As the New Year in the Ethiopian calendar approaches, I pondered what my resolution should be, as is customary for most people. It was then instantly I was caught up with nostalgia for what went on in my final year of college, around when I was to graduate.

In our graduation magazine at the university, there was a piece written by staff from our department. I only glanced at it as it was unusual for such a thing to be written. The staff member was a young guy; an MBA from overseas. I should have expected something out of the ordinary. After a few words of well-wishing, under his photograph where he was neatly dressed, he pessimistically detailed the scenarios we, as fresh graduates, were going to encounter out in the labour market.


The stark anecdotes he had put together looked disjointed but had an overall crucial message. Unfortunately, we were in the high of graduation. Most of us did not read it, and thus, could not share the writer’s enthusiasm. Some of the other pieces in the magazine, many of them from our classmates, seemed more enticing, although they had the bare minimum of what reading demands.

We were rather busy competing for graduation quotes using puns, inept japes and pointless riffs. More attention was given to our photographs that appeared in the magazine, the number of attempts to espouse the best look possible. It was usually a pose looking metaphorically to the future. Just as equally amazing was the number of attempts made to make them look perfect. In those days, it was not costless to take as many photos as one wanted. There were no digital cameras but photographic film, every inch of which cost money and could only be used once.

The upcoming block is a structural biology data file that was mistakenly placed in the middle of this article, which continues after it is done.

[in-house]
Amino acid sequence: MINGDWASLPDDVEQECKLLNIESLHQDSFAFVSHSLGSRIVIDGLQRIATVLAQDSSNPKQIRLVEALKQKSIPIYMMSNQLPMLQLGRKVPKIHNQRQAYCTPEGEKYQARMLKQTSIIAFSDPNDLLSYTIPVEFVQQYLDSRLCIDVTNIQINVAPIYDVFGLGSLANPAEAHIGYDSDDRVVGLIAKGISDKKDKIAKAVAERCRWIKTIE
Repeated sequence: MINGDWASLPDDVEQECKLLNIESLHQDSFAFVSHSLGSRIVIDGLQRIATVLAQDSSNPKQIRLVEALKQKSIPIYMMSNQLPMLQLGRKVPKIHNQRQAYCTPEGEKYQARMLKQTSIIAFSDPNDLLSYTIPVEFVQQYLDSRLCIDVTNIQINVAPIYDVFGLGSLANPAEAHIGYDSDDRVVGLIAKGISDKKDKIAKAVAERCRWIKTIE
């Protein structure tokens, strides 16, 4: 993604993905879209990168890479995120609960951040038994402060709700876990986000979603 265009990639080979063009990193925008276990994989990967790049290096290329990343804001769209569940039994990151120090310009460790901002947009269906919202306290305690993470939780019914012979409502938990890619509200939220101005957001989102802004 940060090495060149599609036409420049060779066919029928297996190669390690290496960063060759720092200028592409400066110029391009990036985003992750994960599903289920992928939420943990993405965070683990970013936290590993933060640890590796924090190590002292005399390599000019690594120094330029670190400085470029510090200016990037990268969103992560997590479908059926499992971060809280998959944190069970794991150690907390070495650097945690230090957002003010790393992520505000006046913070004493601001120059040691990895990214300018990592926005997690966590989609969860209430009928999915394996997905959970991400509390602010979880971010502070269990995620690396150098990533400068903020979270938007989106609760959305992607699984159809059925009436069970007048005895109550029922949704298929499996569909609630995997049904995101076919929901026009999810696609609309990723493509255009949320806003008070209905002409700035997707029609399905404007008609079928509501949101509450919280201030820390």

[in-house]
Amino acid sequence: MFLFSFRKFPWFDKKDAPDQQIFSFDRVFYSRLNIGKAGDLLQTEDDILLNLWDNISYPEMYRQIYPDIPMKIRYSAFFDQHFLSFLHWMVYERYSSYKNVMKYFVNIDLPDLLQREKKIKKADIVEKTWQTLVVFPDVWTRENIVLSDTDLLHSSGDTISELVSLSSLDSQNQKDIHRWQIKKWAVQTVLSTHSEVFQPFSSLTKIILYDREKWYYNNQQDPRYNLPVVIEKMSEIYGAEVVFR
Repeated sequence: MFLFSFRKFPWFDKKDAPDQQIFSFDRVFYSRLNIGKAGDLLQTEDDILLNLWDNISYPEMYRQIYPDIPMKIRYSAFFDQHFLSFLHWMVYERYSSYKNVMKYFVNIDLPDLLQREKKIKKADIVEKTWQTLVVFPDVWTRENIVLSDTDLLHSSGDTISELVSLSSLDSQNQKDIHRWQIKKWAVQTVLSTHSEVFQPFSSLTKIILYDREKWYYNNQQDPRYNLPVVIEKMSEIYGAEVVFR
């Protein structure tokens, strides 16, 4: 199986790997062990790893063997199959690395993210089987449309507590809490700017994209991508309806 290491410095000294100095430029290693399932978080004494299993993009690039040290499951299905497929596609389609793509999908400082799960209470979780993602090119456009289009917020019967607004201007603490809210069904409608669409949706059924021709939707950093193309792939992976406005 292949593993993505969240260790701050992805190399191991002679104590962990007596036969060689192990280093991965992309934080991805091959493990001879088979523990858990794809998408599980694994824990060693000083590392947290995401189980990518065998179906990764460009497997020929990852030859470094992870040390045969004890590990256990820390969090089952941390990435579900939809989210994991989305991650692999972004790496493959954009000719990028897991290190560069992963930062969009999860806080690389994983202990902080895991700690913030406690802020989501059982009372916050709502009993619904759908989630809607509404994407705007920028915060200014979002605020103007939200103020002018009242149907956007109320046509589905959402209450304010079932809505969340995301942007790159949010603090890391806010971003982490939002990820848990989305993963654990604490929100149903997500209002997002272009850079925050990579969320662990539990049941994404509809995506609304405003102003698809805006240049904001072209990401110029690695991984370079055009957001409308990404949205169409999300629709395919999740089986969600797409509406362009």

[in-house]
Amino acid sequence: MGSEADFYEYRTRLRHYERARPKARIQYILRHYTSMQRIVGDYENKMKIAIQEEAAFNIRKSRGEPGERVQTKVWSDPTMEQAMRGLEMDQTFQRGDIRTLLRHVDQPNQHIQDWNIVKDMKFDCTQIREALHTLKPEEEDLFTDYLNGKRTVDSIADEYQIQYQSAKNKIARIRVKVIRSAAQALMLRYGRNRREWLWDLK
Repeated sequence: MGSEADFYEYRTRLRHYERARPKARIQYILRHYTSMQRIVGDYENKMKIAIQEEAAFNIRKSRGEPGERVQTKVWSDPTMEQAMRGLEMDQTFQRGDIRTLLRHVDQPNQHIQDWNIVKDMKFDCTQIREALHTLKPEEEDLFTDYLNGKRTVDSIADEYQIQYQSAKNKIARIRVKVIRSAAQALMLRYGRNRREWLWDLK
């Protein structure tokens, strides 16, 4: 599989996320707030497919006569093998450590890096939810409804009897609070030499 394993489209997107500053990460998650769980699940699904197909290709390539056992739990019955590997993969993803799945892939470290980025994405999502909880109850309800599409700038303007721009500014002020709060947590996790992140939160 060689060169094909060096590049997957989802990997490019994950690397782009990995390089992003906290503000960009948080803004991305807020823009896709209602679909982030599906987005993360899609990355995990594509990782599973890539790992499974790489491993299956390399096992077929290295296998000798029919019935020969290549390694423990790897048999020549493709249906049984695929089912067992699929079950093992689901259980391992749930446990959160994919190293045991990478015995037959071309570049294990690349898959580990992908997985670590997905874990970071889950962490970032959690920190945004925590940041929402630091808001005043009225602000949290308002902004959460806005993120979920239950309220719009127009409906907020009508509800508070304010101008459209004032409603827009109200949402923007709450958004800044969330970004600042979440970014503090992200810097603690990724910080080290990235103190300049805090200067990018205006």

Graduation was great. But as immediately as I reported to the public enterprise I was assigned, all the optimism waned and the pessimism forewarned by our esteemed young academic started hitting its high notes. Yet, I was fortunate, as it coincided with a change of government and the eventual opening up (to a point) of the economy to the private sector. The huge enterprise I was a part of had immense resources, especially human. It caught the eye of World Bank experts, which initiated a complete overhaul. I gladly partook in this and ended up with a special commendation letter that I highly value to this day.

In the end, optimism prevailed. It is a lesson for the young generation to keep the flames of hope alight. It is also my New Year resolution to constructively engage with young people, especially from the perspective of changing domestic and global dynamics on financial and technological developments and regional integration initiatives.


That is all in Rick Snyder’s, American psychologist, three elements of hope. Hopeful thinking, first, incorporates the setting of goals, of seeing where we want to go, of how we want life to be different or better. Second, it incorporates the belief that we can find practical, achievable ways and means to reach our desired goals or outcomes. This he calls pathways. Finally, hope incorporates the belief that we can generate and maintain the necessary motivation and energy to reach our desired goal. This is referred to as agency.

The younger generation needs to stay on guard, saying no to distracters but yes to the many opportunities for learning, growth and even potential failures that are important markers on our journey. There is no shortage of news and reports to keep us up at night and make us believe that nothing of value is achievable whatever our efforts.

As Churchill said, “Success is not final, failure is not fatal: it is the courage to continue that counts.” Such courage is only found in those that hope.



PUBLISHED ON Sep 10,2022 [ VOL 23 , NO 1167]




Tadesse Tsegaye (seetadnow@gmail.com), a polyglot with experience in multicultural-cum-institutional settings in resources management.





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